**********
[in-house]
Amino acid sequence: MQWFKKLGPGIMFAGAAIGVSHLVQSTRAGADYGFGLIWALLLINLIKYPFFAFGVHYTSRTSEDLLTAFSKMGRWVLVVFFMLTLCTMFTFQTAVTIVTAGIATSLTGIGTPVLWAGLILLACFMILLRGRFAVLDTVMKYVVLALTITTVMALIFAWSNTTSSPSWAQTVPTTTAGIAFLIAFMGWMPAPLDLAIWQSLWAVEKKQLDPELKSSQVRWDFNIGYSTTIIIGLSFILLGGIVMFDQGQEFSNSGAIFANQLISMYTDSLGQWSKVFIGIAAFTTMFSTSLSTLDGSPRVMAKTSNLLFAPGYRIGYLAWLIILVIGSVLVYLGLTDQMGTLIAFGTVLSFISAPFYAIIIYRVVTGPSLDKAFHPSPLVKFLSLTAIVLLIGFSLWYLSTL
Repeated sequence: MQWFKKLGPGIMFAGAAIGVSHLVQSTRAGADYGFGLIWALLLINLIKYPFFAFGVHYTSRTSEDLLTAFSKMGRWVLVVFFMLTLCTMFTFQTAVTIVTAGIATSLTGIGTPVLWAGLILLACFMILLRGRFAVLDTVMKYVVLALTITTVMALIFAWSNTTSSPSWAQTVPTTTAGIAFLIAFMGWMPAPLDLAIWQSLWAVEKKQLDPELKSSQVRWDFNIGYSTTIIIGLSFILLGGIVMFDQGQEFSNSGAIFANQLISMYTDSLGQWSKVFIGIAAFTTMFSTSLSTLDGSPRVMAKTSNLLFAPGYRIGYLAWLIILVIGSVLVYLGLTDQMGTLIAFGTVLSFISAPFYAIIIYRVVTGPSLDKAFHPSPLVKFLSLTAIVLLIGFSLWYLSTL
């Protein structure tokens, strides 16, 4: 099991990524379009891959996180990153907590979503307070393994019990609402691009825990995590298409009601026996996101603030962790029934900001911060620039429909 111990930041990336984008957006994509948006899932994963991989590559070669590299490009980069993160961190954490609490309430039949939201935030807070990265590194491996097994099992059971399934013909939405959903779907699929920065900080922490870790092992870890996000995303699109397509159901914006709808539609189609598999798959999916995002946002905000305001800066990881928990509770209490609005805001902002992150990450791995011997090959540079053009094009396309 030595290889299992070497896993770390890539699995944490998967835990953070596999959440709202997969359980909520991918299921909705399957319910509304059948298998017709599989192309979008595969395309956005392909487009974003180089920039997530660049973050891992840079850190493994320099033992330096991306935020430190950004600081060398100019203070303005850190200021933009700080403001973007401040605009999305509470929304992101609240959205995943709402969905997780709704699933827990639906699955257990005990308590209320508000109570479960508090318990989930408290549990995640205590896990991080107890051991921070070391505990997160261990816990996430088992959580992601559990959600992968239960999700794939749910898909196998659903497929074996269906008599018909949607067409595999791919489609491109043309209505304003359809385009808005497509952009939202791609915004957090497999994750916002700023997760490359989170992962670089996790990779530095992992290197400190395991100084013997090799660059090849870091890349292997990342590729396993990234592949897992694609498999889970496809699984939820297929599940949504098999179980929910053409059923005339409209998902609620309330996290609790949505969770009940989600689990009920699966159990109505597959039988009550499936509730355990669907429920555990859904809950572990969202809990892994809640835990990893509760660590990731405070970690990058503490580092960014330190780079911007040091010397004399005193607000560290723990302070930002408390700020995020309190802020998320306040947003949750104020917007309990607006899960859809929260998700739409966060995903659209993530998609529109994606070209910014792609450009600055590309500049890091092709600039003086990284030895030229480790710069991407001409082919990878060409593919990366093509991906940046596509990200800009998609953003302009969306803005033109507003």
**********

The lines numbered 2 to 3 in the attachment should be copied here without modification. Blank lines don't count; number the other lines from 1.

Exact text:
Amino acid sequence: MQWFKKLGPGIMFAGAAIGVSHLVQSTRAGADYGFGLIWALLLINLIKYPFFAFGVHYTSRTSEDLLTAFSKMGRWVLVVFFMLTLCTMFTFQTAVTIVTAGIATSLTGIGTPVLWAGLILLACFMILLRGRFAVLDTVMKYVVLALTITTVMALIFAWSNTTSSPSWAQTVPTTTAGIAFLIAFMGWMPAPLDLAIWQSLWAVEKKQLDPELKSSQVRWDFNIGYSTTIIIGLSFILLGGIVMFDQGQEFSNSGAIFANQLISMYTDSLGQWSKVFIGIAAFTTMFSTSLSTLDGSPRVMAKTSNLLFAPGYRIGYLAWLIILVIGSVLVYLGLTDQMGTLIAFGTVLSFISAPFYAIIIYRVVTGPSLDKAFHPSPLVKFLSLTAIVLLIGFSLWYLSTL
Repeated sequence: MQWFKKLGPGIMFAGAAIGVSHLVQSTRAGADYGFGLIWALLLINLIKYPFFAFGVHYTSRTSEDLLTAFSKMGRWVLVVFFMLTLCTMFTFQTAVTIVTAGIATSLTGIGTPVLWAGLILLACFMILLRGRFAVLDTVMKYVVLALTITTVMALIFAWSNTTSSPSWAQTVPTTTAGIAFLIAFMGWMPAPLDLAIWQSLWAVEKKQLDPELKSSQVRWDFNIGYSTTIIIGLSFILLGGIVMFDQGQEFSNSGAIFANQLISMYTDSLGQWSKVFIGIAAFTTMFSTSLSTLDGSPRVMAKTSNLLFAPGYRIGYLAWLIILVIGSVLVYLGLTDQMGTLIAFGTVLSFISAPFYAIIIYRVVTGPSLDKAFHPSPLVKFLSLTAIVLLIGFSLWYLSTL